The fight against the coronavirus won’t be over when the U.S. reopens. Here’s how the nation must prepare itself.
What a difference a few months can make.
In January, the United States watched as the new coronavirus blazed through China and reached American shores. In February, hindered by an unexpected failure to roll out diagnostic tests and an administration that had denuded itself of scientific expertise, the nation sat largely idle while the pandemic spread within its borders.
In March, as the virus launched several simultaneous assaults on a perilously stretched-thin health-care system, America finally sputtered into action, frantically closing offices, schools, and public spaces in a bid to cut off chains of transmission. Now, in April, as viral fevers surge through American hospitals and cabin fever grows in American homes, the U.S. has cemented itself as the new center of the pandemic — the country that should have been more prepared than any other, but that now has the worst COVID-19 outbreak in the world.
What will May bring? Or June? What happens as this seemingly interminable spring rolls into a precarious summer? When will things go back to normal?
The options are limited. Early inaction left the U.S. with too many new cases, and just one recourse: Press a societal pause button to buy enough time for beleaguered hospitals to steel themselves for a sharp influx in patients. This physical-distancing strategy is working, but at such an economic cost that it can’t be sustained indefinitely. When restrictions relax, as they are set to do on April 30, the coronavirus will likely surge back, as it is now doing in Singapore, China, Hong Kong, Taiwan, and other Asian states that had briefly restrained it.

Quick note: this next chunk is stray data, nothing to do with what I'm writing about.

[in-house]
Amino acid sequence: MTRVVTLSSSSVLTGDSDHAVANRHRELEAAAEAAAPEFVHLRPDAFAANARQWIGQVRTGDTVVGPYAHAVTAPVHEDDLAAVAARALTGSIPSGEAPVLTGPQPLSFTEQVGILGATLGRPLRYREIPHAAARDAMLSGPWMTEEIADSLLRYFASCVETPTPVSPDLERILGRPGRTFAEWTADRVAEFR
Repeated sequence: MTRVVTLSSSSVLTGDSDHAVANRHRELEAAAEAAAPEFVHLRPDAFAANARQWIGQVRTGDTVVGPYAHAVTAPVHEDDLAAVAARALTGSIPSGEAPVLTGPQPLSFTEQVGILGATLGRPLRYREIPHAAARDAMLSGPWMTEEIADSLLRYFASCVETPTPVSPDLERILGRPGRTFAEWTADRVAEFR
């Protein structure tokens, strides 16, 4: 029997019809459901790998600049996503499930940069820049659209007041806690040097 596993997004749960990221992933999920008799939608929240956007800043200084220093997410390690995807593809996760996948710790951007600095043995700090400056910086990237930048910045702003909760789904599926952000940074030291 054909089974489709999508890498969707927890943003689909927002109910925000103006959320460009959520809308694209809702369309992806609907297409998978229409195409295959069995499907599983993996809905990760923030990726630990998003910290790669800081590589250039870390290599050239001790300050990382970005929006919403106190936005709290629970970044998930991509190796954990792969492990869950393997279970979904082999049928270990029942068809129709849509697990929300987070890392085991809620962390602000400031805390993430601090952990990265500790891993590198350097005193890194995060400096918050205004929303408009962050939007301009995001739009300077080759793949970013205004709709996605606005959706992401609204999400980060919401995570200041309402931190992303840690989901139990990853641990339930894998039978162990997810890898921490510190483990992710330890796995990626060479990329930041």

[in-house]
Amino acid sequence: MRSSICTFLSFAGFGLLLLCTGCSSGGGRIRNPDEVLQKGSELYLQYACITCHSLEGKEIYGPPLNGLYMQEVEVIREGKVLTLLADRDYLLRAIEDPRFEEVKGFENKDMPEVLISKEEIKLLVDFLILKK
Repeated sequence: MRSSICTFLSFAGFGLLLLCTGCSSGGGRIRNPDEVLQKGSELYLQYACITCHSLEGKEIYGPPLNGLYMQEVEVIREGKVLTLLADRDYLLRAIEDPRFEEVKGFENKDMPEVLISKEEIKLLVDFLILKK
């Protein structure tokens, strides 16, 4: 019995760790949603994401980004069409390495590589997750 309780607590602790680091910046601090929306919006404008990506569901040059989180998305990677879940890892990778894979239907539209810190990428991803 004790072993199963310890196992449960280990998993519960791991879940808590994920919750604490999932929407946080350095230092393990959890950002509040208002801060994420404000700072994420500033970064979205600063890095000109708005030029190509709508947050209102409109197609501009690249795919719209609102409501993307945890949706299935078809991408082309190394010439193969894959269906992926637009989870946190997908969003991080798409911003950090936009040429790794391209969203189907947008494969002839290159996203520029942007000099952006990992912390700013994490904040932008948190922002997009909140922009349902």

As I wrote last month, the only viable endgame is to play whack-a-mole with the coronavirus, suppressing it until a vaccine can be produced. With luck, that will take 18 to 24 months. During that time, new outbreaks will probably arise. Much about that period is unclear, but the dozens of experts whom I have interviewed agree that life as most people knew it cannot fully return. “I think people haven’t understood that this isn’t about the next couple of weeks,” said Michael Osterholm, an infectious-disease epidemiologist at the University of Minnesota. “This is about the next two years”…
Read the full essay by Ed Yong in The Atlantic here: https://www.theatlantic.com/health/archive/2020/04/pandemic-summer-coronavirus-reopening-back-normal/609940/